Six Faces of Insider Risk

Understanding Insider Risk

In the dynamic landscape of modern business, organisations are not only vulnerable to external threats but also face significant risks from within their walls. Sometimes understood as a broad term, Insider risk encompasses a spectrum of potential dangers that can compromise the integrity, security, and reputation of an organisation. In this blog post, we will delve into the six faces of insider risk, each representing a distinct category of the wider threat: sabotage, data theft, unauthorised disclosures, workplace violence, fraud and corruption, and finally, insider trading. To illustrate the real-world impact, we’ll explore a prominent case associated with each face.

Face One: Sabotage

The first face is that of sabotage, one of the three most common intentional insider acts facing industries worldwide. Sabotage is a deliberate act aimed at undermining or incapacitating an organisation through obstruction, disruption, or destruction. Sabotage can take many forms and target various elements of an organisation. For example, IT sabotage targets the integrity and availability of systems and information, while manual sabotage aims to disrupt operational infrastructure. 

A landmark case is that of Ricky Joe Mitchell, a former network engineer for EnerVest, an oil and gas company based in the U.S. After finding out he was set to be fired, Mitchell reset the company’s servers to factory settings, freezing operational activities for a month, and causing a cost of over $1 million. 

Face Two: Data Theft

The second face is that of data theft. This entails the insider’s use of access to steal or exploit data, material and intellectual property (IP), from an organisation. Insiders stealing data often hope to gain an immediate advantage at a new job, start a new business, or assist the collection efforts of a foreign organisation or government.  Common targets of data theft include source code, scientific formulas and other forms of IP. This can be a consequence of an individual’s will, or due to a targeted attack of espionage by a rival organisation or nation-state. The theft of IP is often the biggest fear for most organisations, as it directly harms organisations’ competitive advantage, and decreases their incentives to innovate.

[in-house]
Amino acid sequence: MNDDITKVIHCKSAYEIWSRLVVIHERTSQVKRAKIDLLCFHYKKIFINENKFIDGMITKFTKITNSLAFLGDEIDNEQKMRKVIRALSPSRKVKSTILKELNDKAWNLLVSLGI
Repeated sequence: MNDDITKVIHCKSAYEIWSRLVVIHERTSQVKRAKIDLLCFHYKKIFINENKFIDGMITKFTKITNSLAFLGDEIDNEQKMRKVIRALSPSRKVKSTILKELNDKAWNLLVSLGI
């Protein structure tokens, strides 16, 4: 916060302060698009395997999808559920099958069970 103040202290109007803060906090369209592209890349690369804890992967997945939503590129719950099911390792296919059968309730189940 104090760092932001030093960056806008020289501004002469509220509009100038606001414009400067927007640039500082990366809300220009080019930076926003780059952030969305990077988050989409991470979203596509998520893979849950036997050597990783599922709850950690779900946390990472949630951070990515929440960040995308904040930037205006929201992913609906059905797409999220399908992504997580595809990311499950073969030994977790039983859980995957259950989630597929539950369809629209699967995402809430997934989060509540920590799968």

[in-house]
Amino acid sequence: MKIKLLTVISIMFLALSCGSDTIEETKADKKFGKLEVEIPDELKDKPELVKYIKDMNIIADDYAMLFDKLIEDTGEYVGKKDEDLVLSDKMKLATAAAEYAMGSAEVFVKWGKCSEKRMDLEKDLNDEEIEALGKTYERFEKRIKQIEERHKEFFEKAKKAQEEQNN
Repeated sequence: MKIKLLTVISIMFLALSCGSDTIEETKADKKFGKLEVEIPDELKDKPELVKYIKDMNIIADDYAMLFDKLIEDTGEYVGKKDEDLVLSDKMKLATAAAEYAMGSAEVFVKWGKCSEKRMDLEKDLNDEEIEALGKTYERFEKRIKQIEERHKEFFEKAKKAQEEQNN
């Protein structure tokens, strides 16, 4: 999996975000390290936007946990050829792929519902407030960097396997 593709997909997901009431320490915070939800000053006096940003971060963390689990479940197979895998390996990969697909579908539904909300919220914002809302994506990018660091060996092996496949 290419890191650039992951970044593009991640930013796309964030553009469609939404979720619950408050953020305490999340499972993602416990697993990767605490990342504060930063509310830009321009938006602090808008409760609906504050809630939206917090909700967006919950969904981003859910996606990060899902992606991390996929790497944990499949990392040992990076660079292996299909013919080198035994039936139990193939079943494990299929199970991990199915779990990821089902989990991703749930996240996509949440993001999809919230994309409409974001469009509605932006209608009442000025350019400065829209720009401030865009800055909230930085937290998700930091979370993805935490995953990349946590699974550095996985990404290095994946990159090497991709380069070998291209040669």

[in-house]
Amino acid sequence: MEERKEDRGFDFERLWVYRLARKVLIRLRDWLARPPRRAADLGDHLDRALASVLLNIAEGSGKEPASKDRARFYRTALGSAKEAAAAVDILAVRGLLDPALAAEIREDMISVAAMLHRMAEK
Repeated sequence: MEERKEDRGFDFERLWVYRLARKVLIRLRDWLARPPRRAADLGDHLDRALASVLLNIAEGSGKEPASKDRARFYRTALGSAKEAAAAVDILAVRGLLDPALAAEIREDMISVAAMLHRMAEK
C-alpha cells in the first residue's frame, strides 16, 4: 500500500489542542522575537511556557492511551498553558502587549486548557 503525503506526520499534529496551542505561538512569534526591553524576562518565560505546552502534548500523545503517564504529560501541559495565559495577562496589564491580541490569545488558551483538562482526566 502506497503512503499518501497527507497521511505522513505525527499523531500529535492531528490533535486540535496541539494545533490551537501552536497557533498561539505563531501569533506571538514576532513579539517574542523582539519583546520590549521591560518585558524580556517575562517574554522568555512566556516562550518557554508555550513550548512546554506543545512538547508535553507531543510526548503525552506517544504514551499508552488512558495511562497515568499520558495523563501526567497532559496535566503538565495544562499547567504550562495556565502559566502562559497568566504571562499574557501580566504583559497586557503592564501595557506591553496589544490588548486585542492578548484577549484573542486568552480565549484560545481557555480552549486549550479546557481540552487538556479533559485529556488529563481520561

Here we can look at a recent case affecting the pharmaceutical industry. Chun Xiao Li, an associate director of statistics at Pfizer, uploaded over 12,000 files to her personal Google Drive account from a company laptop without prior permission. She had been with Pfizer for 15 years and had allegedly been offered a job at Xencor, a biopharmaceutical competitor of Pfizer. The company claimed Li had planned to transfer documents “potentially related to numerous Pfizer vaccines, drugs, and other innovations”, specifically concerning information about the COVID-19 vaccine and monoclonal antibodies, to her new employer. As of December 2021, Pfizer’s attorneys stated that “Li has expressed her willingness to cooperate with Pfizer and to resolve this action without further court intervention.”

Below, you can find a video explaining intellectual property theft in more detail: 

Face Three: Unauthorised Disclosures

An unauthorised disclosure is the communication or physical transfer of classified information to an unauthorised recipient. These account for the majority of insider acts. Whilst data theft can be understood to fall under unauthorised disclosures, here we focus on disclosures to the media and contrast them against whistleblowing. The key difference with whistleblowing is the conscious choice made by the insider to refrain from following existing confidential reporting mechanisms. As such, unauthorised disclosures comprise the unauthorised release of confidential information, false information, or fake news to news media or other media outlets, including social media. These can trigger retaliatory behaviour among frightened or angry customers, investors, regulators, and other members of the public. 

U.S. intelligence agencies in particular have faced a turbulent history related to unauthorised disclosures. A landmark case is that of Reality Winner, a former Air Force linguist and intelligence contractor with a Top-Secret security clearance. Winner printed classified documents concerning possible Russian involvement in the 2016 U.S. elections and emailed them to a news outlet. The news website published the unredacted documents with the printer’s digital watermark, which allowed authorities to trace the leak back to her. Winner is currently serving a five-year prison sentence for the unauthorised disclosure of a classified intelligence report. A U.S. attorney said the report Winner leaked revealed sources and methods of intelligence gathering and that its disclosure “caused exceptionally grave damage to U.S. national security”. Below you will find an interview with Reality Winner on 60 Minutes.